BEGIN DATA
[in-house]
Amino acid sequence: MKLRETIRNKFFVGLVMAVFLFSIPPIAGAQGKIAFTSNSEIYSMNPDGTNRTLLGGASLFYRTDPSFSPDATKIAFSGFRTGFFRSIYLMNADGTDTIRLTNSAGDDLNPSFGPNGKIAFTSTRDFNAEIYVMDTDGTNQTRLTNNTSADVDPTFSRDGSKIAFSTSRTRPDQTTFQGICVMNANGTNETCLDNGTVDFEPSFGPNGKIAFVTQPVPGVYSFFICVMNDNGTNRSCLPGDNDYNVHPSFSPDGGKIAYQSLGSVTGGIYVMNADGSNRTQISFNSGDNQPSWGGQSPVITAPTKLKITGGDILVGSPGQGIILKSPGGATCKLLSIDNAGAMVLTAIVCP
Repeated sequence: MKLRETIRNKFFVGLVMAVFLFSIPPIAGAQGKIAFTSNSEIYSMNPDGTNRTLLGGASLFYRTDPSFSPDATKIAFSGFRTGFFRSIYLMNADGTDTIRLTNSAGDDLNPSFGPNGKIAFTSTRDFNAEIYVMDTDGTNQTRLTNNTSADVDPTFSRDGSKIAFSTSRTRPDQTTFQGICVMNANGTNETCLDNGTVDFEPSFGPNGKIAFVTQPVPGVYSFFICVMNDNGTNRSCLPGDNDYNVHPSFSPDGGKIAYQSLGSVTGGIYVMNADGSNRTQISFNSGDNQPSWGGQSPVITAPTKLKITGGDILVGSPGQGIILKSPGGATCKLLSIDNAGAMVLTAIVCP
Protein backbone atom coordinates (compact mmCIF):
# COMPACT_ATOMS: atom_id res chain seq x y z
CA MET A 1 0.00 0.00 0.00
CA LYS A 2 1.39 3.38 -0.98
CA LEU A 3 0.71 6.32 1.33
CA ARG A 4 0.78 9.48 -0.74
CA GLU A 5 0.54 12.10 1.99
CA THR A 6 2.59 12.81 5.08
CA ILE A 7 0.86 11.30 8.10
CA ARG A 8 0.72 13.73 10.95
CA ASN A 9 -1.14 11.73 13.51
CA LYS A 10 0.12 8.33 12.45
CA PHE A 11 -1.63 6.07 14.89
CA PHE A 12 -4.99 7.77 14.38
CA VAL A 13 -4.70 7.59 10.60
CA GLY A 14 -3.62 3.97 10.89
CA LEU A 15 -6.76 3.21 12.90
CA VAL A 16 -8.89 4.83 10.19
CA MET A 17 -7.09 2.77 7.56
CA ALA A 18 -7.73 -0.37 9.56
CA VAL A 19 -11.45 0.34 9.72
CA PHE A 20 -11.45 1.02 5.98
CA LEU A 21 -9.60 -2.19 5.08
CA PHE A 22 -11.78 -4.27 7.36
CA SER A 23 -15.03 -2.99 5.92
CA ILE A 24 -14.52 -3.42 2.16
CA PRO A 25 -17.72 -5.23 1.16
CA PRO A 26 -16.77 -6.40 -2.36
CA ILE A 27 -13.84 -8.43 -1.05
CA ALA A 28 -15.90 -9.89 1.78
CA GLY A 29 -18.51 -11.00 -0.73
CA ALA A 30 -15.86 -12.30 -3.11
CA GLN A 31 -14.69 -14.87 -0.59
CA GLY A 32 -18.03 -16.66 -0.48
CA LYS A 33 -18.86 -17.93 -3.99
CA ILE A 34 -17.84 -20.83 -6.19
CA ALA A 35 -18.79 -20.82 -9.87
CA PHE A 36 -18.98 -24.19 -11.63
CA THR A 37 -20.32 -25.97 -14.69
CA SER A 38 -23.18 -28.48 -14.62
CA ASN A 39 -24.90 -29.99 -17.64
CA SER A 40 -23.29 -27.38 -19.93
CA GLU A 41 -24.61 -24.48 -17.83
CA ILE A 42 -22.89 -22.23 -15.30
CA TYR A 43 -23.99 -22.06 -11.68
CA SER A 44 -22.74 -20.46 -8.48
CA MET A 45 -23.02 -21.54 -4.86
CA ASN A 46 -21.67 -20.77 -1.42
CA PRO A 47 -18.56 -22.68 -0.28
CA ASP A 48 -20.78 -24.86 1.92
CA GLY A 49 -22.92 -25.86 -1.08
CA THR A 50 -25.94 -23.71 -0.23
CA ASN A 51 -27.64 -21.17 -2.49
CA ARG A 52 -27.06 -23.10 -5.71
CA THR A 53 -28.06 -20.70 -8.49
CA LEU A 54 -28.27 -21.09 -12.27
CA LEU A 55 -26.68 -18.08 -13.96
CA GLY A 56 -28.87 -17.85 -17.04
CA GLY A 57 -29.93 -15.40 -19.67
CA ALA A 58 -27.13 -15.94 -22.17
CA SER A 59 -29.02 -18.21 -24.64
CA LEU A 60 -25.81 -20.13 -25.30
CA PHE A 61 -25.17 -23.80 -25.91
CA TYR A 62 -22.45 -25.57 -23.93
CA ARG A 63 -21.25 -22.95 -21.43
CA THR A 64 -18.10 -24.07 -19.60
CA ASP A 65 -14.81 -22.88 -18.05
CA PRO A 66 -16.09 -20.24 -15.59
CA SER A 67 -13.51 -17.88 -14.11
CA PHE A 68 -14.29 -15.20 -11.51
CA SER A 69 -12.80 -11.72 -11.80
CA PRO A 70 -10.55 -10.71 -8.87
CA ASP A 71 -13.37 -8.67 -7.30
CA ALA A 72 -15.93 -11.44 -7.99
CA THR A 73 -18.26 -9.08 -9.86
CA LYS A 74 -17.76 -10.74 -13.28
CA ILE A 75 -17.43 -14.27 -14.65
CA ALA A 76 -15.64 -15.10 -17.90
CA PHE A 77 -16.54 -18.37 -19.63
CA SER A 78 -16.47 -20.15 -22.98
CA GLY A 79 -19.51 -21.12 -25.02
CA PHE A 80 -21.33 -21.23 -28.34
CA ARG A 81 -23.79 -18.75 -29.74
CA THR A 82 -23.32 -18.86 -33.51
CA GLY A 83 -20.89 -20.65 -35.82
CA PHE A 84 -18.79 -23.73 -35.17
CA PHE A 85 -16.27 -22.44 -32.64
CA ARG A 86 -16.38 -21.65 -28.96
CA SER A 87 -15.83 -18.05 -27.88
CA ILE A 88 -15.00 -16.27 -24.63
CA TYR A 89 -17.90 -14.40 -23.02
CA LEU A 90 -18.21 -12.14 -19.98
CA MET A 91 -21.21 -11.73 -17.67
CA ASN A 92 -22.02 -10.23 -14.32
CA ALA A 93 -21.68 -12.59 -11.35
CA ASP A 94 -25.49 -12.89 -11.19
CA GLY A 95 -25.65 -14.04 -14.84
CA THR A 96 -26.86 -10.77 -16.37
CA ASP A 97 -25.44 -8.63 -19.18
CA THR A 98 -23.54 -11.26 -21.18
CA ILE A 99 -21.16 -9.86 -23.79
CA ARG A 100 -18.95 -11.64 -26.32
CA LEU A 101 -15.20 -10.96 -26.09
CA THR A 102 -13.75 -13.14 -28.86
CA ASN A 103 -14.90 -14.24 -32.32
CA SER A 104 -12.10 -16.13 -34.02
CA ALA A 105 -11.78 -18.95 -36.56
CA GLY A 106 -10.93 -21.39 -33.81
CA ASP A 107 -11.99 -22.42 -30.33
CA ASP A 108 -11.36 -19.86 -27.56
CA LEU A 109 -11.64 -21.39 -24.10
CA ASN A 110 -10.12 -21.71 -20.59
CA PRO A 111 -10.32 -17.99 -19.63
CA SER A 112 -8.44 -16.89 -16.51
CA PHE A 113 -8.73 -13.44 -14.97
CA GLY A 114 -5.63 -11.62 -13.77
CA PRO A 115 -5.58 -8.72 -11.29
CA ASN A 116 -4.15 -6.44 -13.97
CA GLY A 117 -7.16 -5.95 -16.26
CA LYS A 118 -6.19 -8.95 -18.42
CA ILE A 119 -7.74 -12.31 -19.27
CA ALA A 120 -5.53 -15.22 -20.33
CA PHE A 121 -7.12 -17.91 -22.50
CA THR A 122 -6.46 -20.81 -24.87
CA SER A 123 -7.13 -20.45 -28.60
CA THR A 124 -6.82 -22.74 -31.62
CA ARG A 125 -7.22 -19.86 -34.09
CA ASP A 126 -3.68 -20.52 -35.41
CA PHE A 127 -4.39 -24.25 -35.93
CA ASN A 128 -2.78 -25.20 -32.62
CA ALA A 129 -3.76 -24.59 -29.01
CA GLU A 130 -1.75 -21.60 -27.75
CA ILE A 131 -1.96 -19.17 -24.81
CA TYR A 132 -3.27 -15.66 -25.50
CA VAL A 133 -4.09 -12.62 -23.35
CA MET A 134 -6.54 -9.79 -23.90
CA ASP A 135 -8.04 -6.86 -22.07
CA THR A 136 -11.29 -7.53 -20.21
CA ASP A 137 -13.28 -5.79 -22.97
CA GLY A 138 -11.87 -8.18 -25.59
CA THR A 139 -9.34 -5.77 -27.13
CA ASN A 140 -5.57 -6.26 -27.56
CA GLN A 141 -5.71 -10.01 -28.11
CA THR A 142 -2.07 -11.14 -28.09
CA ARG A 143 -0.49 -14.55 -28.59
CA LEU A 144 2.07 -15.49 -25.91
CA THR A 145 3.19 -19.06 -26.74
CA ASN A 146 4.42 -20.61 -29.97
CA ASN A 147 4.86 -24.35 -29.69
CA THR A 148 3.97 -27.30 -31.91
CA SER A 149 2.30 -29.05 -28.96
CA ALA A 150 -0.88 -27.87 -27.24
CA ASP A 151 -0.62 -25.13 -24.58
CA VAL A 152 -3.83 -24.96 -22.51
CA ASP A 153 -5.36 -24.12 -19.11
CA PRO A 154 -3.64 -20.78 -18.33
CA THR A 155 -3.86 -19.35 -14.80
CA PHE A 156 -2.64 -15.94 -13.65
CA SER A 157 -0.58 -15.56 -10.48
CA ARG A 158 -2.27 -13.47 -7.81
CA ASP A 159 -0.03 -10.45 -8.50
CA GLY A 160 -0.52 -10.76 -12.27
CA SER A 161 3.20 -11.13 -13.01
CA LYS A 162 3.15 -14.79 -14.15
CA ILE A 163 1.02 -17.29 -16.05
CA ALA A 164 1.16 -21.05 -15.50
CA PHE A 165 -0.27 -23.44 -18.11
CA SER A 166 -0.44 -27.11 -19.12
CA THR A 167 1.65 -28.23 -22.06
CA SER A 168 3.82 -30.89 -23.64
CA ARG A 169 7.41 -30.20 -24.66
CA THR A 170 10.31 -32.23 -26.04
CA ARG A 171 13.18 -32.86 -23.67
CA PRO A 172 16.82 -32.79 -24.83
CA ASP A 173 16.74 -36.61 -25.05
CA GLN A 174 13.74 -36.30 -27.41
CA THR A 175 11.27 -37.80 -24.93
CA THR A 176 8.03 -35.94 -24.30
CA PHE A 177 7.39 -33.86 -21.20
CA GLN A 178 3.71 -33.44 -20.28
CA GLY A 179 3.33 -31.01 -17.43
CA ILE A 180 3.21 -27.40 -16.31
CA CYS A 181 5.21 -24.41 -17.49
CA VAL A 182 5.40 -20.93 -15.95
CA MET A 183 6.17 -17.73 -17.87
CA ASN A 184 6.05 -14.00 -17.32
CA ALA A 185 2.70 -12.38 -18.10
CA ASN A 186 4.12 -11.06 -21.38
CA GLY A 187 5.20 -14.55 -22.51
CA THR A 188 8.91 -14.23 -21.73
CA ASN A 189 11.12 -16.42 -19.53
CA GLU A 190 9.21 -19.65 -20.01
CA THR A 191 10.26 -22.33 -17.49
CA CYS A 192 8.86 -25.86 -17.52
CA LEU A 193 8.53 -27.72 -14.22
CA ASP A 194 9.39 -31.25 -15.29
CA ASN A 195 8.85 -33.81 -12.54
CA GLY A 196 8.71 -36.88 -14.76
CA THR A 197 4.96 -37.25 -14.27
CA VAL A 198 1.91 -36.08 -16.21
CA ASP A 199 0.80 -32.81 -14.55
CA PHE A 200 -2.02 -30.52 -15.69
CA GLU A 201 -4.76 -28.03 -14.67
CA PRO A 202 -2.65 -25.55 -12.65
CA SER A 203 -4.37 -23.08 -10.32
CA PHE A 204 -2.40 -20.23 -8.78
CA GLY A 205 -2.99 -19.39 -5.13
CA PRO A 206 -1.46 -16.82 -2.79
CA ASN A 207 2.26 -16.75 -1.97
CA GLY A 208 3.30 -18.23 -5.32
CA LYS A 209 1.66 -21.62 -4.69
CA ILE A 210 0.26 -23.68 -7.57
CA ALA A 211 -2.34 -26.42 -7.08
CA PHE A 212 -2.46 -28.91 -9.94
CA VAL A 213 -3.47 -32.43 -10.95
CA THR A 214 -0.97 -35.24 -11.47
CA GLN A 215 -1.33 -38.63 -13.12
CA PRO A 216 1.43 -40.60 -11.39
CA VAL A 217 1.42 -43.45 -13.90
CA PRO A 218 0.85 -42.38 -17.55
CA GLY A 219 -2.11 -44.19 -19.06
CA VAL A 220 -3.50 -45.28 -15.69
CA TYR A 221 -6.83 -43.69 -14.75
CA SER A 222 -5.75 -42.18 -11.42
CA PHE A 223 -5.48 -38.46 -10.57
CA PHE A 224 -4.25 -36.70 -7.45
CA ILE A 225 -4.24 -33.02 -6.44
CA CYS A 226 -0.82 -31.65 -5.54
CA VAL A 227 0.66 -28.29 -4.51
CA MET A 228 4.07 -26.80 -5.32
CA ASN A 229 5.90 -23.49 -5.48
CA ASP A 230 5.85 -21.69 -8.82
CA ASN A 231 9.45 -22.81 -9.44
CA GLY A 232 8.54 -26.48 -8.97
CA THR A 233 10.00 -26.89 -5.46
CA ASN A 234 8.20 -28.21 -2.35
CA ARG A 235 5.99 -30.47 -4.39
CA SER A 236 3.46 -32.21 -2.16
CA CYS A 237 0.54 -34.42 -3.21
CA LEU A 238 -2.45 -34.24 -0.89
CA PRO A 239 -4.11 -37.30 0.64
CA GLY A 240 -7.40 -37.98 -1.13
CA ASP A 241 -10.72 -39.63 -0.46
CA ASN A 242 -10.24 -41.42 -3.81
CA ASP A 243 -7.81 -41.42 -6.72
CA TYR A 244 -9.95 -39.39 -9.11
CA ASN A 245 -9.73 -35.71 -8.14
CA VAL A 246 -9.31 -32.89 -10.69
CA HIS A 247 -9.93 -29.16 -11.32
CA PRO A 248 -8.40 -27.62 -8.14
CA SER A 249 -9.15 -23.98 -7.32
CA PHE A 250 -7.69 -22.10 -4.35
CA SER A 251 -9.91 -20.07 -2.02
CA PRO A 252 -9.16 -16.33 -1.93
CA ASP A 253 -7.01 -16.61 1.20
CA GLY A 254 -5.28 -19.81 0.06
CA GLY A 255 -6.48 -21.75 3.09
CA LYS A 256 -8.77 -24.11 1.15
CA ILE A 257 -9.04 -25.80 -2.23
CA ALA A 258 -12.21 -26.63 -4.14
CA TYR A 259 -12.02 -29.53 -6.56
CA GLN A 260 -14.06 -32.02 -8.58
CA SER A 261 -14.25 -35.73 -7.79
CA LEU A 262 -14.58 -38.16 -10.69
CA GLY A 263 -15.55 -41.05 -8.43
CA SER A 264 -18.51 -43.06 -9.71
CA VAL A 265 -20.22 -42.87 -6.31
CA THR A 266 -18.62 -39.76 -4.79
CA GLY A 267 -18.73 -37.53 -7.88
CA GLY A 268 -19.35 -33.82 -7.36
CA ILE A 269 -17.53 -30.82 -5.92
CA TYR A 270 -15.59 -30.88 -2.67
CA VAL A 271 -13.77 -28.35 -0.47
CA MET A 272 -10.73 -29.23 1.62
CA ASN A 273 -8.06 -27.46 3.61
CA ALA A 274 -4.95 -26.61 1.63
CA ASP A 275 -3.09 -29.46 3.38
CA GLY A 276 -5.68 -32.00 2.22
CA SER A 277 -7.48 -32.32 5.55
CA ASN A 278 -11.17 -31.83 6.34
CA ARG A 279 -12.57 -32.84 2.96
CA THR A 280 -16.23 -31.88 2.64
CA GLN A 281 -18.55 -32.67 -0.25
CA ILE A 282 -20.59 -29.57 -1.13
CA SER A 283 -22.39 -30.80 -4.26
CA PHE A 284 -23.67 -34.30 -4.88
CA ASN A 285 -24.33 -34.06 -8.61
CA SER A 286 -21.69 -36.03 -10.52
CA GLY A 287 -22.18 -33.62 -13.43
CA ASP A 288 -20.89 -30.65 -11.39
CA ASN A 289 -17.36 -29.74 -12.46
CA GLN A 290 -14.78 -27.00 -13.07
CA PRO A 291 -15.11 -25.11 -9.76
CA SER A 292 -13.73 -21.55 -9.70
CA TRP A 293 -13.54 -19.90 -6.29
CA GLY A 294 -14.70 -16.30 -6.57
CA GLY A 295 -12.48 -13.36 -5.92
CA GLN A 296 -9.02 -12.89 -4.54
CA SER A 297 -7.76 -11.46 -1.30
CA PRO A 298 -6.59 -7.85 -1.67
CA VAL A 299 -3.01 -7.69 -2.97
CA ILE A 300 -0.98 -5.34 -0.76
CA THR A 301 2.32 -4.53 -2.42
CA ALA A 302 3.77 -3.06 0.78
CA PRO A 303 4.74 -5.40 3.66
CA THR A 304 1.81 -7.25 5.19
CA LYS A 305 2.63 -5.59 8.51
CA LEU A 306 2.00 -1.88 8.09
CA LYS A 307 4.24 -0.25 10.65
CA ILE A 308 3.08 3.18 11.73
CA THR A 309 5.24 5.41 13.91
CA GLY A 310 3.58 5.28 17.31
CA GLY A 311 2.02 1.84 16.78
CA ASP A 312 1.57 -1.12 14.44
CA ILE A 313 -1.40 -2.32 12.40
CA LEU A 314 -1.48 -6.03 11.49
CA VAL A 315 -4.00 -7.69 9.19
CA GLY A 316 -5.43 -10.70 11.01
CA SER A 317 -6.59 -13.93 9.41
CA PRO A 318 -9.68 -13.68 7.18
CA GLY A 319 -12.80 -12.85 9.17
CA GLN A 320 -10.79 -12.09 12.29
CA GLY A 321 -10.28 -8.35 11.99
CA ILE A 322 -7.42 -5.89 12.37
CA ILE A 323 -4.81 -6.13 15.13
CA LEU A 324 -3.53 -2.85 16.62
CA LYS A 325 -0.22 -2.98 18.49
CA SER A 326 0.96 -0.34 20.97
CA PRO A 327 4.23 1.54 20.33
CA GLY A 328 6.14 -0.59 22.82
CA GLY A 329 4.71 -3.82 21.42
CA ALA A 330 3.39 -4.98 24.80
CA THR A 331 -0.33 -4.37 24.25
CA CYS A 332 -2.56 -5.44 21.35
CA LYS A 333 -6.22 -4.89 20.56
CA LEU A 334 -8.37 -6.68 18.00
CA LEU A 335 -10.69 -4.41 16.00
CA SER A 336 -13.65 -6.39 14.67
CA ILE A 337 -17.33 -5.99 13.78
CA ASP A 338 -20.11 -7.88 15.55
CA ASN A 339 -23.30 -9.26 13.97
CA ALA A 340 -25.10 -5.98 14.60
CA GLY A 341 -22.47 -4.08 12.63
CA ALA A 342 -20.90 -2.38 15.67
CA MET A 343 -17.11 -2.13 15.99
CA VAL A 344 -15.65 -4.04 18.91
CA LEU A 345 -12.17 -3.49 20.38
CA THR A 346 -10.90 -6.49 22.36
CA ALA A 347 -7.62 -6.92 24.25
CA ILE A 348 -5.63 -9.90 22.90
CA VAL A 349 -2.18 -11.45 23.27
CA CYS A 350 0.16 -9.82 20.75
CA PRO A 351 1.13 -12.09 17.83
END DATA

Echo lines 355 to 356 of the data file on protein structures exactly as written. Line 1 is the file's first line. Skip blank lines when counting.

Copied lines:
CA CYS A 350 0.16 -9.82 20.75
CA PRO A 351 1.13 -12.09 17.83